Swiss digital asset exchange Trade.io claims hackers have stolen nearly $8M million worth of cryptocurrency directly from its cold storage devices, which were supposedly kept under lock and key in a bank.
The team behind the exchange confirmed the losses in a message posted to its Medium blog on Sunday.
“Around 08:40 EST, our security team was alerted to a large transaction from one of our wallets held in cold storage,” the announcement reads. “We can confirm that […] 50M TIO ($7.8M) […] being held in cold storage has been withdrawn, and an estimated 1.3M ($201K) of that had been transferred to both Bancor & Kucoin respectively.”
Kucoin and Bancor are cryptocurrency exchanges, and both services have since disabled withdrawals and deposits of the TIO token.
The team estimates hackers successfully smuggled anywhere from 200,000 to 400,000 TIO ($30K – $60K) onto Bancor’s exchange before the deposits were disabled. The hackers also managed to send a similar amount to Kucoin.
Bancor later delisted the cryptocurrency, dodging exposure to any further collateral damage.
The TIO token is an internal cryptocurrency, intended for use as a liquidity tool by the exchange when trade activity peaks. The stolen supply belongs entirely to the development team, which means the hackers have mysteriously left user funds untouched.
Mission Impossible: Cryptocurrency Boogaloo?
The situation is very strange. For one, Trade.io claims the hackers were able to remove the millions of dollars worth of cryptocurrency from wallets that were supposedly being protected by a bank.
But, the team later confirmed that “the safety deposit boxes were not compromised.”
Even they must know how odd that sounds.
Cold wallets are hardware devices used specifically for storing digital assets like cryptocurrencies. Usually, they are suped-up USB drives with little-to-no internet connectivity, typically thought to be substantially more secure than storing keys in online storage apps, or “hot wallets.”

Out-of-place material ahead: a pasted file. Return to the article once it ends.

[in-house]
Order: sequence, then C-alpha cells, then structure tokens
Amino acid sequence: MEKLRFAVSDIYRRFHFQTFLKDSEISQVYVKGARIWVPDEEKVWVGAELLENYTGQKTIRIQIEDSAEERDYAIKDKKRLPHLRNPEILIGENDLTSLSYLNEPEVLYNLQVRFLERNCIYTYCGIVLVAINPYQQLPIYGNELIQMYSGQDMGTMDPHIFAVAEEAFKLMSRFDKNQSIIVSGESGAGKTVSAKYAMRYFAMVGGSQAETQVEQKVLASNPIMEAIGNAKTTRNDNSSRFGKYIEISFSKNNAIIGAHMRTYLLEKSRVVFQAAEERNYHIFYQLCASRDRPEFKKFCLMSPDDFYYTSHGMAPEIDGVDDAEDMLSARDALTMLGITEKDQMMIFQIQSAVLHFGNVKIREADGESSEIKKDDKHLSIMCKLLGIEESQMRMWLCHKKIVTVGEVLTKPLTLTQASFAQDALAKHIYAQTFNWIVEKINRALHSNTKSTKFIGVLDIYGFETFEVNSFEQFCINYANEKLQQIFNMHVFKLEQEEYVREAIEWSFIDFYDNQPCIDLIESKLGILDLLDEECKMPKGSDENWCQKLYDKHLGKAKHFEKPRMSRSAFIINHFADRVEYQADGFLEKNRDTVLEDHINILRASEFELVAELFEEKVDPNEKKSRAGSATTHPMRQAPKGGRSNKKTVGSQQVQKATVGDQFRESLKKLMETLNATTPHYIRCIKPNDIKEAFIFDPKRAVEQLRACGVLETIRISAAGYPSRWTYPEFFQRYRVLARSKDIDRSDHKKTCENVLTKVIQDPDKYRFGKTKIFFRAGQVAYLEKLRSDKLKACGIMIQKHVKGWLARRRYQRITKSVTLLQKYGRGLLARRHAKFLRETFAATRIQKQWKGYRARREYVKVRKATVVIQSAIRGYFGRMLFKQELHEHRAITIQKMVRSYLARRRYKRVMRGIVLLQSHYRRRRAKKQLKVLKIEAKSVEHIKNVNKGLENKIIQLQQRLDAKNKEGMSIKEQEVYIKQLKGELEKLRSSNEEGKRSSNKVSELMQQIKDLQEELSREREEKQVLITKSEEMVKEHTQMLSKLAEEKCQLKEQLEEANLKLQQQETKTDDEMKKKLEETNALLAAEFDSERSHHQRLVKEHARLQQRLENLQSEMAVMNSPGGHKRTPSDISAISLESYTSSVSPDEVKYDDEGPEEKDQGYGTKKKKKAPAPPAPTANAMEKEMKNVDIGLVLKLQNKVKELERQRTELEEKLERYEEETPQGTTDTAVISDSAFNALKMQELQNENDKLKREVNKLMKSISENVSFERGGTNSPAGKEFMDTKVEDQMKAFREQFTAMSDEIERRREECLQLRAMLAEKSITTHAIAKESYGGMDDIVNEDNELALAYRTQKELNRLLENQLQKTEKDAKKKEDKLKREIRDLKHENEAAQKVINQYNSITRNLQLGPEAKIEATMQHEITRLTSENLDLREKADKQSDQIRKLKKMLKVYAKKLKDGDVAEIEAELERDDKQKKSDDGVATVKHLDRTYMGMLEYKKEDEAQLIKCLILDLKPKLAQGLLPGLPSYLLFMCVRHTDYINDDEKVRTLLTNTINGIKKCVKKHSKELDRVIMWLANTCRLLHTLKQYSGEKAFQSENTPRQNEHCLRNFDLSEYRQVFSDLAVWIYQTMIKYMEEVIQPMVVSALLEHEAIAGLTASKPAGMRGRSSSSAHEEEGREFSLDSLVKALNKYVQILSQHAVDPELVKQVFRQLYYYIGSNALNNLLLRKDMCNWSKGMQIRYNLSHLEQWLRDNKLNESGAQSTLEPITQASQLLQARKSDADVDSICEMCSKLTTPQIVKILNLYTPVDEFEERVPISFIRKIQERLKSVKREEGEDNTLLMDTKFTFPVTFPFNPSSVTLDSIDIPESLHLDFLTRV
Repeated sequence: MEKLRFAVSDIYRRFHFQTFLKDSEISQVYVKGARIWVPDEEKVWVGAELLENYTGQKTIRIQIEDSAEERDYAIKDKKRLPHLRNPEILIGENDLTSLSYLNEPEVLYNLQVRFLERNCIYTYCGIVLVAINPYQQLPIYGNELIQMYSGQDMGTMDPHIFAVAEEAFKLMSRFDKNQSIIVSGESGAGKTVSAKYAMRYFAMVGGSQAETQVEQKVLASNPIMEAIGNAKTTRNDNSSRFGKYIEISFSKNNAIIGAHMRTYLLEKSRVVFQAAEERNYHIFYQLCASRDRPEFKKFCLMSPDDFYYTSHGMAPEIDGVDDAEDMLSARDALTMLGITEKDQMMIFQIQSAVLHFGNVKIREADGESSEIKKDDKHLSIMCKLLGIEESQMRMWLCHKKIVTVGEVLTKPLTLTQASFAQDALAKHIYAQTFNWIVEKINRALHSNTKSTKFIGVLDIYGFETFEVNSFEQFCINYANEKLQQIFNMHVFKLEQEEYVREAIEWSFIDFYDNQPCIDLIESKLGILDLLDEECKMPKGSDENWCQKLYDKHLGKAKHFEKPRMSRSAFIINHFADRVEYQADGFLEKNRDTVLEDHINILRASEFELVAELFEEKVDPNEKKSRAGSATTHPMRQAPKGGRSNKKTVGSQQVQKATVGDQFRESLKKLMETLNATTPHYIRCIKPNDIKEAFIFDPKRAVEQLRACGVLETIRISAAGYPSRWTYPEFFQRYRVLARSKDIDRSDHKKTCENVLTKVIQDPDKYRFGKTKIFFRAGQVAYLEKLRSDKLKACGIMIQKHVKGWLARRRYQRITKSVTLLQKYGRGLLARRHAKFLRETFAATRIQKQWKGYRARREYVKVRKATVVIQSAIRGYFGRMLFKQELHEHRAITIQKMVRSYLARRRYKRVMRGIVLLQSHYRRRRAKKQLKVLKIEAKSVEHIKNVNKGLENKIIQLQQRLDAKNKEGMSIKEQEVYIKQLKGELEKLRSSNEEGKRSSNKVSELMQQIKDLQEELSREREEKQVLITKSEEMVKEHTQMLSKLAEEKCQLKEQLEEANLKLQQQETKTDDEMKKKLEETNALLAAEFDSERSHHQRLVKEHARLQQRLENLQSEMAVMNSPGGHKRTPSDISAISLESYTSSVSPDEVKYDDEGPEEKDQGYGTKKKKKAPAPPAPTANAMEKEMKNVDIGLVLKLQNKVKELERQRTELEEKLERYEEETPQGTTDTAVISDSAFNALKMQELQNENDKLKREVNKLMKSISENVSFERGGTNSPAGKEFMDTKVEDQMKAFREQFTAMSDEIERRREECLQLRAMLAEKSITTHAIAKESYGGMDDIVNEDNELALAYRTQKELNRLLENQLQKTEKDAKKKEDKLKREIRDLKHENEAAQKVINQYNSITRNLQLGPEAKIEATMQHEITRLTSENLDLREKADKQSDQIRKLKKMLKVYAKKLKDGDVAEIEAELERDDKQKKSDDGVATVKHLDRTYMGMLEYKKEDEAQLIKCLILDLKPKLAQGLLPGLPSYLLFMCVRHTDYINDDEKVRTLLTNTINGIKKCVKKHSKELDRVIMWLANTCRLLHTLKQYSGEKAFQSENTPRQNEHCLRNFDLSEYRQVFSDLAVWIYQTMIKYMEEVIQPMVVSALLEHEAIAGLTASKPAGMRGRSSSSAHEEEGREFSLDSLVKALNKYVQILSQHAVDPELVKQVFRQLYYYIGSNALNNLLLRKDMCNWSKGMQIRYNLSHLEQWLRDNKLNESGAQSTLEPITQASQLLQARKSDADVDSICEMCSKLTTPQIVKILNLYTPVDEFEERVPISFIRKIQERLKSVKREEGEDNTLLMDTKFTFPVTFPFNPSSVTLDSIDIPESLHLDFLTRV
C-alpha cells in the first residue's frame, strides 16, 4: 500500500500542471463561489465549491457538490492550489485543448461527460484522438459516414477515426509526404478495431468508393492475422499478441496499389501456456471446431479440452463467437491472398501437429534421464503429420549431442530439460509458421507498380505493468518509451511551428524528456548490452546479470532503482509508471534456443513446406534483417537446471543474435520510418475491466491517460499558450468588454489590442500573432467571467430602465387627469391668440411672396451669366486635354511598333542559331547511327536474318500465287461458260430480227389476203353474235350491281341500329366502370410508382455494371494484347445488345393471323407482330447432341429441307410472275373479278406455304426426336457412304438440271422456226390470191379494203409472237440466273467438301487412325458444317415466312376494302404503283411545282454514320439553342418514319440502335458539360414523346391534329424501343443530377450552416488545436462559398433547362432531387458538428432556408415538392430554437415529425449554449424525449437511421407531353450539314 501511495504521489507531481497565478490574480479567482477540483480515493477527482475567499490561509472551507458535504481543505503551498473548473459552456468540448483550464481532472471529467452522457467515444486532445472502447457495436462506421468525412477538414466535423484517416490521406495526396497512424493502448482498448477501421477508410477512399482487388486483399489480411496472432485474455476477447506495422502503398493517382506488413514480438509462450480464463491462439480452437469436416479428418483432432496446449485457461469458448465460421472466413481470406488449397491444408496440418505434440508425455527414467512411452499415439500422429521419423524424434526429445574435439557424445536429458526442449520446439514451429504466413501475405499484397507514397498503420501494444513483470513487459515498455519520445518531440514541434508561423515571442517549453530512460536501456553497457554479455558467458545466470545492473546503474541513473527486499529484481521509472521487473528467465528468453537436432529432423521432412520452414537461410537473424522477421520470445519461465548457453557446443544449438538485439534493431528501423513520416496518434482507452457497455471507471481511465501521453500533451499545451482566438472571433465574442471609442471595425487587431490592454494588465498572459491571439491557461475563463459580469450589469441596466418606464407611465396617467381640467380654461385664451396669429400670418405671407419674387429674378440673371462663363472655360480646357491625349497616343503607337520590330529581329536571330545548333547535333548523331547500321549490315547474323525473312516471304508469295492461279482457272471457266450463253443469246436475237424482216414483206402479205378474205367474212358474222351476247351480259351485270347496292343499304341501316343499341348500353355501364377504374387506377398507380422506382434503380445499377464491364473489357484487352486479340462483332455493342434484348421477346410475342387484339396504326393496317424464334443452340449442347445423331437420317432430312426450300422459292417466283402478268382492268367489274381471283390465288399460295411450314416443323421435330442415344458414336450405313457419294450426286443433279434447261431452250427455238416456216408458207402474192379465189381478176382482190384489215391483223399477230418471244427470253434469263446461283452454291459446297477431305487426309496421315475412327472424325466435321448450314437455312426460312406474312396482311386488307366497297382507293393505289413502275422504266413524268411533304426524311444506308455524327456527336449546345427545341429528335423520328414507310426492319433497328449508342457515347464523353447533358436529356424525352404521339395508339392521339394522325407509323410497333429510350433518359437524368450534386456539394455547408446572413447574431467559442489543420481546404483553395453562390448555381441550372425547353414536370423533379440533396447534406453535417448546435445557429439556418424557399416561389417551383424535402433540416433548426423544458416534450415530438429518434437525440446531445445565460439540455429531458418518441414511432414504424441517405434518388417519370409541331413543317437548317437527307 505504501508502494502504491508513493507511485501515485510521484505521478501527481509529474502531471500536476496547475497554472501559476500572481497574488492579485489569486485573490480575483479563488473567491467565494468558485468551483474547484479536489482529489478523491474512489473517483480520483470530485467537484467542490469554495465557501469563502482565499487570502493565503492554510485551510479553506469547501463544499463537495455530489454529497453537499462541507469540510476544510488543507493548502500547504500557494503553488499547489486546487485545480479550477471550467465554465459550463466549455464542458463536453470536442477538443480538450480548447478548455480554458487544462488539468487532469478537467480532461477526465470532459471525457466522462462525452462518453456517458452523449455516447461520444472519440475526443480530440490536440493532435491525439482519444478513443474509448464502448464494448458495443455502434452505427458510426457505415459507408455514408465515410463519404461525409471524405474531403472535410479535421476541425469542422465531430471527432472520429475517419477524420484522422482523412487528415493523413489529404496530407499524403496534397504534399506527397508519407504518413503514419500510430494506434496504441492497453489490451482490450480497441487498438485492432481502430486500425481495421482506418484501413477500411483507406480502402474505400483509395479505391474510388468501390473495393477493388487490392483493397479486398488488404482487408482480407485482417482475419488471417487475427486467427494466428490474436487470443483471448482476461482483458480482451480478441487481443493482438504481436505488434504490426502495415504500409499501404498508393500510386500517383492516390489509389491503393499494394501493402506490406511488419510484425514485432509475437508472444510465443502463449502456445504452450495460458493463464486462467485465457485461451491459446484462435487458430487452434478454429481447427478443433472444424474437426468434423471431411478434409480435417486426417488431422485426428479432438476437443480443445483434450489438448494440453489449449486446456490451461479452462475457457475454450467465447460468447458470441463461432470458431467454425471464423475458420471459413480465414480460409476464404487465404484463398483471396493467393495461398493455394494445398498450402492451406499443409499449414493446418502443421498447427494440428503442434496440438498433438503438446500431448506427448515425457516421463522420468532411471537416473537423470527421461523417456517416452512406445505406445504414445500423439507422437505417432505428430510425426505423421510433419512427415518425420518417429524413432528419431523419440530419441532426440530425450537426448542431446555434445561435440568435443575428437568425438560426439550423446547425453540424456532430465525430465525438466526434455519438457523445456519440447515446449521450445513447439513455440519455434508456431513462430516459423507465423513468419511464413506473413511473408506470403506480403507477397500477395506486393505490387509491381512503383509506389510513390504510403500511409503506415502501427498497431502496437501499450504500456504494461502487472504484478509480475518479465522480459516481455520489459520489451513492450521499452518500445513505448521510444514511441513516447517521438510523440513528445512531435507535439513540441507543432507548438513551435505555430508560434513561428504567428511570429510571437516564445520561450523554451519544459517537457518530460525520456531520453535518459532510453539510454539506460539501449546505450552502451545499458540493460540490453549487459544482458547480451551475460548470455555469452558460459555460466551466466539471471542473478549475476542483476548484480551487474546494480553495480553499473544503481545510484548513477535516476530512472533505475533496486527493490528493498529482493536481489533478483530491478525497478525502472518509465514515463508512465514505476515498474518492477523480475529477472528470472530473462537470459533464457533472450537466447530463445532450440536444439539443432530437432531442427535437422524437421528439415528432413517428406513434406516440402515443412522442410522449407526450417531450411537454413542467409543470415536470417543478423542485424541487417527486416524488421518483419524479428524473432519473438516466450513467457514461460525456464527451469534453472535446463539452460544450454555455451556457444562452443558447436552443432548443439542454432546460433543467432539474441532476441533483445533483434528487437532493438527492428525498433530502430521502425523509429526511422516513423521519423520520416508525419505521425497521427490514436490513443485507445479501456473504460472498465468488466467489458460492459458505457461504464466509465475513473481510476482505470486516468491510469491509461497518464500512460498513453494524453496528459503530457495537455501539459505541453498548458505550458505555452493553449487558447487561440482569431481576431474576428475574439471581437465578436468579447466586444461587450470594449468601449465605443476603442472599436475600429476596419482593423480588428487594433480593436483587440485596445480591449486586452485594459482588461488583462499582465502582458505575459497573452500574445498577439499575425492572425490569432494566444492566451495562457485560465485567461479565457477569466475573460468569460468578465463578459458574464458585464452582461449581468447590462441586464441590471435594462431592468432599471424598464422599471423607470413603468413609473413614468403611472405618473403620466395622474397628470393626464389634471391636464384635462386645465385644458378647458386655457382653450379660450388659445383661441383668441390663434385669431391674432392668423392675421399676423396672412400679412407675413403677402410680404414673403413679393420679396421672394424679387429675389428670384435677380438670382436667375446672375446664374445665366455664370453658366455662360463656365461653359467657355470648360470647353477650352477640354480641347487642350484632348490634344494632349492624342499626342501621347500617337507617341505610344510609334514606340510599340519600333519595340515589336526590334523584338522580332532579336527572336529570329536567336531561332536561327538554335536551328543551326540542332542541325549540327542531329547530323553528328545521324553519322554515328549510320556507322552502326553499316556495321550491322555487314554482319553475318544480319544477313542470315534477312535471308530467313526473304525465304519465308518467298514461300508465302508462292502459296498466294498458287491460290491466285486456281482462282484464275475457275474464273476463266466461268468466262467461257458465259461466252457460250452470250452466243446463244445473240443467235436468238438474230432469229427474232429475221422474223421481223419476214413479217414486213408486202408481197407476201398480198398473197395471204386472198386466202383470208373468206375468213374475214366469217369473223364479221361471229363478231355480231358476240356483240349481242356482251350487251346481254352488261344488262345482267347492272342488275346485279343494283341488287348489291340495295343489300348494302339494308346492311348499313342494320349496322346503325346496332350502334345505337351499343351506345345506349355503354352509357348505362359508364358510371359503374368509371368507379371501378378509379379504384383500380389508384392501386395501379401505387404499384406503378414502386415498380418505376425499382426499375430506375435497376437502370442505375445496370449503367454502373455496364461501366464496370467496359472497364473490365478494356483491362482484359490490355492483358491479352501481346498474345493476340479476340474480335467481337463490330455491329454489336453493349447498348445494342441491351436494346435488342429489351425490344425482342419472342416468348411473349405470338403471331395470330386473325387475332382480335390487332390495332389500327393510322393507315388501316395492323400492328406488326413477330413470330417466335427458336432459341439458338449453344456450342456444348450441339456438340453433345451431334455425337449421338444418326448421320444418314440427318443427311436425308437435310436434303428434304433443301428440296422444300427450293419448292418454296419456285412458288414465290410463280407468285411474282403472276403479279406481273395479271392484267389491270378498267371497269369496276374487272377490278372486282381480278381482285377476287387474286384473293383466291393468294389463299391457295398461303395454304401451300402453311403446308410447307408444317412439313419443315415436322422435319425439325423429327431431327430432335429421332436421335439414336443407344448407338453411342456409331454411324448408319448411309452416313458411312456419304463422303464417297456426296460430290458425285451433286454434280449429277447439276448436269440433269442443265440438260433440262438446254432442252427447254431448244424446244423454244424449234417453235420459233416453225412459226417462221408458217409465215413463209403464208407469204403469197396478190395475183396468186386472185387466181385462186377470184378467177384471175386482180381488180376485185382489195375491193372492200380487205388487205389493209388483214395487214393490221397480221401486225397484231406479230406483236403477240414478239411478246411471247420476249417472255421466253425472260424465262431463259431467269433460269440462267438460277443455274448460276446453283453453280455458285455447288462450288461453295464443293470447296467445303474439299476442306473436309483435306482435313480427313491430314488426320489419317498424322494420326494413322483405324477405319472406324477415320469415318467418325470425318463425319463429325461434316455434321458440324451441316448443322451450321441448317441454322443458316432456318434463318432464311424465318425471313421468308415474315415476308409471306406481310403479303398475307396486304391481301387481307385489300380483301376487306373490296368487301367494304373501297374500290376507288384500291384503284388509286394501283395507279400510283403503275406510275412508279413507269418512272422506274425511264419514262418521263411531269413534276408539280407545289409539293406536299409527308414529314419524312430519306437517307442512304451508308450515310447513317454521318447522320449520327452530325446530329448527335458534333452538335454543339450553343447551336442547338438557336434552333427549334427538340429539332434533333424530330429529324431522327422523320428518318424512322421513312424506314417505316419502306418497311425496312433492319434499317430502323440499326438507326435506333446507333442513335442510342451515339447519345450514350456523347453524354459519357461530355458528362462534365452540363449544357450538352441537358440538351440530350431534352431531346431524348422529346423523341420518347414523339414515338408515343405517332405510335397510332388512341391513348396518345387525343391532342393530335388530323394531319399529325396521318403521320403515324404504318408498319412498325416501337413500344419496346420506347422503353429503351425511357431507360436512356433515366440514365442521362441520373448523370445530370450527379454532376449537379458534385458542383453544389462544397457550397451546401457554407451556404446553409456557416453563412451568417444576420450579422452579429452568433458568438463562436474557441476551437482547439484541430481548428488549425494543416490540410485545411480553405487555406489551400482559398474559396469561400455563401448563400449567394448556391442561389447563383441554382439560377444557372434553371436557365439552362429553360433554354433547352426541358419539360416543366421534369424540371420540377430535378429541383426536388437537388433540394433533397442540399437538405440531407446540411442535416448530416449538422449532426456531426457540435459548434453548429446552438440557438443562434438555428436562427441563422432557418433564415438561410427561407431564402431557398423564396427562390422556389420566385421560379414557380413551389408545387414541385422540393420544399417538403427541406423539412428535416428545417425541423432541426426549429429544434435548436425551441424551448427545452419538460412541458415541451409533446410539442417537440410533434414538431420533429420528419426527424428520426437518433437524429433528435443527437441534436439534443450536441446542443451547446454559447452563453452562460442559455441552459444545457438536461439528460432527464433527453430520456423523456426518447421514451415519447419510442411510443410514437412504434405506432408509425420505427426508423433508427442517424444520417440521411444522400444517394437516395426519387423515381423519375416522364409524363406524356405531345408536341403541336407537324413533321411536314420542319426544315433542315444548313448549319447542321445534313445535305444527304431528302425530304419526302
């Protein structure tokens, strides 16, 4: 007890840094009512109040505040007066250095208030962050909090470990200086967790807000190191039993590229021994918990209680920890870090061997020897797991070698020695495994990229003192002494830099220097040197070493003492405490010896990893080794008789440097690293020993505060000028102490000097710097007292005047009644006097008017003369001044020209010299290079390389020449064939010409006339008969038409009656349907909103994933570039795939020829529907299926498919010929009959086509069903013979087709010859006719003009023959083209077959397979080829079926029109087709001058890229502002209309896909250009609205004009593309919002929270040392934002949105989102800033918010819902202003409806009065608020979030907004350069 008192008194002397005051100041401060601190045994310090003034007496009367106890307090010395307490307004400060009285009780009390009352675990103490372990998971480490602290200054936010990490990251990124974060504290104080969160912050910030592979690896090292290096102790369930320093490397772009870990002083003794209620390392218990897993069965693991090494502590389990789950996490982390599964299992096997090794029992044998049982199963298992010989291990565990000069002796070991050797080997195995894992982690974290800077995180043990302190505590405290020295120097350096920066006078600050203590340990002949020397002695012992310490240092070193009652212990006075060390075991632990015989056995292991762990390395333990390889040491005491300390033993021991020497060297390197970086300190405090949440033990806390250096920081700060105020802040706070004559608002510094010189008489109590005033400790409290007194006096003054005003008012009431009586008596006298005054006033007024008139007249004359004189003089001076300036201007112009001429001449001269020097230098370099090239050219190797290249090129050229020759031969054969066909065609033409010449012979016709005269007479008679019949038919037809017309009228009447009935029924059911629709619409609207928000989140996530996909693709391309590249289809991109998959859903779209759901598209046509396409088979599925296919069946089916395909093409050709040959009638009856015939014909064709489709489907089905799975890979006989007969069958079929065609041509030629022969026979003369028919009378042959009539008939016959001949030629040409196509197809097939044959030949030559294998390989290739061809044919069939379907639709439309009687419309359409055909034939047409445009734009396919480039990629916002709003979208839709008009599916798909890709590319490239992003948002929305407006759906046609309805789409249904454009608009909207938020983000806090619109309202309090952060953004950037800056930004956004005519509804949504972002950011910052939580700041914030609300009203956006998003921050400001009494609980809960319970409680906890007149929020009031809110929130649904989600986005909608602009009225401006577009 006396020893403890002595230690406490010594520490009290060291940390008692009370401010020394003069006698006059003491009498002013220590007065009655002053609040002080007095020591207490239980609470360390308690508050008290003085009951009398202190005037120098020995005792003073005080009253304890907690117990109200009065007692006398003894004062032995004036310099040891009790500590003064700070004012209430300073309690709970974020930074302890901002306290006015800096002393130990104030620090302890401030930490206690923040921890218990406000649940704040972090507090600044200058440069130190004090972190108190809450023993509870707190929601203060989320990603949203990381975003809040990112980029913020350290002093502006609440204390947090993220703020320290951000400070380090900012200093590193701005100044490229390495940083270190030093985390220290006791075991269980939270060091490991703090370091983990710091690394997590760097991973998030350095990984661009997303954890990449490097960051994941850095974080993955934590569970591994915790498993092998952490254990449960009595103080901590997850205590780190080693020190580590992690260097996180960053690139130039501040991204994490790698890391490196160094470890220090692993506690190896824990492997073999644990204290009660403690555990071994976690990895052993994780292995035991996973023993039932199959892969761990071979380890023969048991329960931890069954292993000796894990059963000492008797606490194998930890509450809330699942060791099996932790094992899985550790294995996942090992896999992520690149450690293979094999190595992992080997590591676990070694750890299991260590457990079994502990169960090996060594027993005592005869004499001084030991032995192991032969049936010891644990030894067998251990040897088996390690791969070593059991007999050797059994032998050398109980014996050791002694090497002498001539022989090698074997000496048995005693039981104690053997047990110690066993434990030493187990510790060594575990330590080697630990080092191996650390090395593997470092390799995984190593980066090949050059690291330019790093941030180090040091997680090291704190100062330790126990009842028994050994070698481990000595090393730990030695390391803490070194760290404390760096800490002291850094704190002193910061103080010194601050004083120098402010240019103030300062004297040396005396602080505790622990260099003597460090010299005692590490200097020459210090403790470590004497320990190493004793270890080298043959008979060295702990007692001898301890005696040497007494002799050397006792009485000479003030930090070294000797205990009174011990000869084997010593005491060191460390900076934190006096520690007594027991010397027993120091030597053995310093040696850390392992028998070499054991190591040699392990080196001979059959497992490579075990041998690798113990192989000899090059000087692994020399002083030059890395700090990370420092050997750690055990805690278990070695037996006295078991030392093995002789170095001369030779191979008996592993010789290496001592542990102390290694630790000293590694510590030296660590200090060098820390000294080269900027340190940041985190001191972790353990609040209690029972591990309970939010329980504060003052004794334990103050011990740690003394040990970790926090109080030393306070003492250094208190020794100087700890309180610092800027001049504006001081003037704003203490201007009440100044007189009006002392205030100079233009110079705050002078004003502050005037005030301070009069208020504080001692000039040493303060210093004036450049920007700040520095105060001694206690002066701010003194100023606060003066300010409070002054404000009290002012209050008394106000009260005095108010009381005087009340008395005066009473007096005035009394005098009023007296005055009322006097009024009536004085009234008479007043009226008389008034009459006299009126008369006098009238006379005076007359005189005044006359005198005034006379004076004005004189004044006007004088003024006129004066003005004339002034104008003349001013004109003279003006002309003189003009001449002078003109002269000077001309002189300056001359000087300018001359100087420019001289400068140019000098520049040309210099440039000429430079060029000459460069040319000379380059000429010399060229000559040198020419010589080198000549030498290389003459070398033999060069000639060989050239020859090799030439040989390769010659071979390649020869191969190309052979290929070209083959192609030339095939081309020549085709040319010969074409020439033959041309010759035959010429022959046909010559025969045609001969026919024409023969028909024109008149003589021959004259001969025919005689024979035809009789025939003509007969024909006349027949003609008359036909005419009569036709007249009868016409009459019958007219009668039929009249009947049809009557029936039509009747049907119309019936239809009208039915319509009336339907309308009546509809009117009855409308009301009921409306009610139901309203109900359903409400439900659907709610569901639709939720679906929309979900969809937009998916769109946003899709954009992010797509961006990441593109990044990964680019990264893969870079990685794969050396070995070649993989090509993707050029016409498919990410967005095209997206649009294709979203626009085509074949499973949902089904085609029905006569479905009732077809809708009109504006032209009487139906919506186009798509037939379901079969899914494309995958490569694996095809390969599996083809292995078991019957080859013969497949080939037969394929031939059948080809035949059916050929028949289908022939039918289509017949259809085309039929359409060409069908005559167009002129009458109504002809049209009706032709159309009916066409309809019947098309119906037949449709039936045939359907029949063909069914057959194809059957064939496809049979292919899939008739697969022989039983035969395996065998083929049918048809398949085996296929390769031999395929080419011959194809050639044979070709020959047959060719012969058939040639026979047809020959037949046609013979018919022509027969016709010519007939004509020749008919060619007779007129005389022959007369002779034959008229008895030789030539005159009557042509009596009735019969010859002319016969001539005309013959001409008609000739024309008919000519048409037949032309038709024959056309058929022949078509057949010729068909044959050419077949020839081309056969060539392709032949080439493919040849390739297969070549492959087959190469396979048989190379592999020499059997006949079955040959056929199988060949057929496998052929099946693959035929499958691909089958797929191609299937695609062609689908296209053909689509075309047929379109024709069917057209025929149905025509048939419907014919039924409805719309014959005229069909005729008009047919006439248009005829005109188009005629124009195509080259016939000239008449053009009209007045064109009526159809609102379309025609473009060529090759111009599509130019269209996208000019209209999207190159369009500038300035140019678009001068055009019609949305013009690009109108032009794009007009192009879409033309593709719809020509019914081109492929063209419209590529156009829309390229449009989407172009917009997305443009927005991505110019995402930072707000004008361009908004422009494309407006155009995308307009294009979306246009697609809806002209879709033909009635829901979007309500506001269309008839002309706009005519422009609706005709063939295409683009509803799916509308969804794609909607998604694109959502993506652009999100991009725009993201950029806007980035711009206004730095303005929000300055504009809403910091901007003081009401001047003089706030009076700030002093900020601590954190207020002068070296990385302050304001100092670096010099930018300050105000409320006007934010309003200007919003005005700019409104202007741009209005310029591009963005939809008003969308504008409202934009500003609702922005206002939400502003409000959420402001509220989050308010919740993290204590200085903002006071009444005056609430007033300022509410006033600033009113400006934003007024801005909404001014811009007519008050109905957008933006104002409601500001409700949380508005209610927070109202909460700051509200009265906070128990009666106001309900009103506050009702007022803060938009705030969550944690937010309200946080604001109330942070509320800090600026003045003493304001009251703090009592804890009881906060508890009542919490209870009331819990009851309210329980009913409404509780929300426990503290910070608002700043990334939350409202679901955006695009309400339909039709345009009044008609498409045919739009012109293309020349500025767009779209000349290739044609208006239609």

“While this is an extremely strange situation, unfortunately breaches of cold storage is not unprecedented even when following security protocol to a ‘T’,” the Trade.io team implores. “We use industry recommended cold storage which are maintained in safety deposit boxes in banks, along with all corresponding materials.”
However weird, it’s technically true – it is possible to steal cryptocurrency from a hardware wallet, but only if an attacker is able to compromise the device with a ‘man-in-the-middle’ style attack.
For example, not long ago, an unfortunate cryptocurrency HODLer had $34,000 worth of cryptocurrency taken directly from his Ledger hardware wallet, after a reseller loaded their own seed phrase into the device, returning later to empty the device remotely.
This kind of attack is generally the hallmark of an “inside job,” but as this situation is ongoing, it is still unclear exactly how the hackers managed to be so successful.
Regardless of whether Trade.io’s story holds weight, its dev team has proposed a hard fork, which would re-create the stolen supply and render what’s left of the pilfered cryptocurrency completely valueless.
I guess that’s one way to sweep this whole, bizarre story under the rug.